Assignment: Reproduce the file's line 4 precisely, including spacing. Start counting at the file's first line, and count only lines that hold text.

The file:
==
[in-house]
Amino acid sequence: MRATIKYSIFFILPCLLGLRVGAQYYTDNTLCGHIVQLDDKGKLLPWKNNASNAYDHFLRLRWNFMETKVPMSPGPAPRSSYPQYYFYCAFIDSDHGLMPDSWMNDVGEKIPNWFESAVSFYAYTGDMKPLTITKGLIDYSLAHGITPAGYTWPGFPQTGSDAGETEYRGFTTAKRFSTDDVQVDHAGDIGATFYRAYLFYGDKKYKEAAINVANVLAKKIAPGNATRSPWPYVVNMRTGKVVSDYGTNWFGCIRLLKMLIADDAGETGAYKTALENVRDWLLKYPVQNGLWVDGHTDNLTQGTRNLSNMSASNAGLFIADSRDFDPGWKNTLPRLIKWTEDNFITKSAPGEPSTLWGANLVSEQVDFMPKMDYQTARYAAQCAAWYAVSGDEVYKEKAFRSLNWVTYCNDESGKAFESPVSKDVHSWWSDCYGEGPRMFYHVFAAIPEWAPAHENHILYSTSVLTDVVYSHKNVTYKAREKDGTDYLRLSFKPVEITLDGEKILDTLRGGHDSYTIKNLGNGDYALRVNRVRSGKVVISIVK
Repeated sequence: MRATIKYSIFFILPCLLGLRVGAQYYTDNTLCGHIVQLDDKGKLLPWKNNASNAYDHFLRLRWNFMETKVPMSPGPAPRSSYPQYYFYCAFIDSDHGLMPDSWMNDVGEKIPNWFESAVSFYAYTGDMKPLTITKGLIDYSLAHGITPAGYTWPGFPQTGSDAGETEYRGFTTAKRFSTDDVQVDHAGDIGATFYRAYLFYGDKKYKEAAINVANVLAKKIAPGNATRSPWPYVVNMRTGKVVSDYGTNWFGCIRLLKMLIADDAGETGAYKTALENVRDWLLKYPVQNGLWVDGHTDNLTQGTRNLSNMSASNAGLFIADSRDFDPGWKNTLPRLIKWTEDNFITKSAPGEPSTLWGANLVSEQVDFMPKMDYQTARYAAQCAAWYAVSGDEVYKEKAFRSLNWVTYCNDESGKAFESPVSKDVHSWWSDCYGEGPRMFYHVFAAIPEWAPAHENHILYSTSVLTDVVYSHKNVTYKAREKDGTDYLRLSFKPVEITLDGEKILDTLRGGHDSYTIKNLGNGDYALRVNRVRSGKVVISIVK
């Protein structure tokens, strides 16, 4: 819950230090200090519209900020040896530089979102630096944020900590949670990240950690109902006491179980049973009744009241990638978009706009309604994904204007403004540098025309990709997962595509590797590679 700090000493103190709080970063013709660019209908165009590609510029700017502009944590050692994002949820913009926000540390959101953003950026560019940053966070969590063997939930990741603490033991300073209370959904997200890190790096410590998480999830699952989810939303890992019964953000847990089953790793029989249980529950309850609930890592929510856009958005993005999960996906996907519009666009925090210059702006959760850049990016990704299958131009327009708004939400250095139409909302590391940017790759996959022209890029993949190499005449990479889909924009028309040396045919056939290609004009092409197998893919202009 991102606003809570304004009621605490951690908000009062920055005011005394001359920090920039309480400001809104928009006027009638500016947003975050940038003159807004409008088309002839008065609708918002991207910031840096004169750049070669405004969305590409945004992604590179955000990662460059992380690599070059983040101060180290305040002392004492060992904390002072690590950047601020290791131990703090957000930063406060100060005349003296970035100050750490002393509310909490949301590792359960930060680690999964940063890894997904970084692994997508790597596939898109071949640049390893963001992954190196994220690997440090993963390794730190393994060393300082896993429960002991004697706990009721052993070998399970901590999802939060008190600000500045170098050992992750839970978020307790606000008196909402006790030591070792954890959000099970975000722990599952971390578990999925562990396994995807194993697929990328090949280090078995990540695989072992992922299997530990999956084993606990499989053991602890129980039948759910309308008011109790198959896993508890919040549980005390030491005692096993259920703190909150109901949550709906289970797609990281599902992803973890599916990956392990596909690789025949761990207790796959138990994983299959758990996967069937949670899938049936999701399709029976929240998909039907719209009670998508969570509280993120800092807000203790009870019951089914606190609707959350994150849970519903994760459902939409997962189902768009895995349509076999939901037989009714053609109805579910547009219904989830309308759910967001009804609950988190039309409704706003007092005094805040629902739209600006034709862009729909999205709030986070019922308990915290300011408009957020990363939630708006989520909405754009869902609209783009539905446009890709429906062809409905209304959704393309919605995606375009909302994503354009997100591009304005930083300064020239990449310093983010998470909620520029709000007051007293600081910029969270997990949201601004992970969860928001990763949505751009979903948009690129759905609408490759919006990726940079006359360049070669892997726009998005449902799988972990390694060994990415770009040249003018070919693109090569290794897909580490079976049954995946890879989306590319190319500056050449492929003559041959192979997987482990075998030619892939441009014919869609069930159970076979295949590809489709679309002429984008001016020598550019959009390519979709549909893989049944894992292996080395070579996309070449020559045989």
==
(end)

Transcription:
């Protein structure tokens, strides 16, 4: 819950230090200090519209900020040896530089979102630096944020900590949670990240950690109902006491179980049973009744009241990638978009706009309604994904204007403004540098025309990709997962595509590797590679 700090000493103190709080970063013709660019209908165009590609510029700017502009944590050692994002949820913009926000540390959101953003950026560019940053966070969590063997939930990741603490033991300073209370959904997200890190790096410590998480999830699952989810939303890992019964953000847990089953790793029989249980529950309850609930890592929510856009958005993005999960996906996907519009666009925090210059702006959760850049990016990704299958131009327009708004939400250095139409909302590391940017790759996959022209890029993949190499005449990479889909924009028309040396045919056939290609004009092409197998893919202009 991102606003809570304004009621605490951690908000009062920055005011005394001359920090920039309480400001809104928009006027009638500016947003975050940038003159807004409008088309002839008065609708918002991207910031840096004169750049070669405004969305590409945004992604590179955000990662460059992380690599070059983040101060180290305040002392004492060992904390002072690590950047601020290791131990703090957000930063406060100060005349003296970035100050750490002393509310909490949301590792359960930060680690999964940063890894997904970084692994997508790597596939898109071949640049390893963001992954190196994220690997440090993963390794730190393994060393300082896993429960002991004697706990009721052993070998399970901590999802939060008190600000500045170098050992992750839970978020307790606000008196909402006790030591070792954890959000099970975000722990599952971390578990999925562990396994995807194993697929990328090949280090078995990540695989072992992922299997530990999956084993606990499989053991602890129980039948759910309308008011109790198959896993508890919040549980005390030491005692096993259920703190909150109901949550709906289970797609990281599902992803973890599916990956392990596909690789025949761990207790796959138990994983299959758990996967069937949670899938049936999701399709029976929240998909039907719209009670998508969570509280993120800092807000203790009870019951089914606190609707959350994150849970519903994760459902939409997962189902768009895995349509076999939901037989009714053609109805579910547009219904989830309308759910967001009804609950988190039309409704706003007092005094805040629902739209600006034709862009729909999205709030986070019922308990915290300011408009957020990363939630708006989520909405754009869902609209783009539905446009890709429906062809409905209304959704393309919605995606375009909302994503354009997100591009304005930083300064020239990449310093983010998470909620520029709000007051007293600081910029969270997990949201601004992970969860928001990763949505751009979903948009690129759905609408490759919006990726940079006359360049070669892997726009998005449902799988972990390694060994990415770009040249003018070919693109090569290794897909580490079976049954995946890879989306590319190319500056050449492929003559041959192979997987482990075998030619892939441009014919869609069930159970076979295949590809489709679309002429984008001016020598550019959009390519979709549909893989049944894992292996080395070579996309070449020559045989």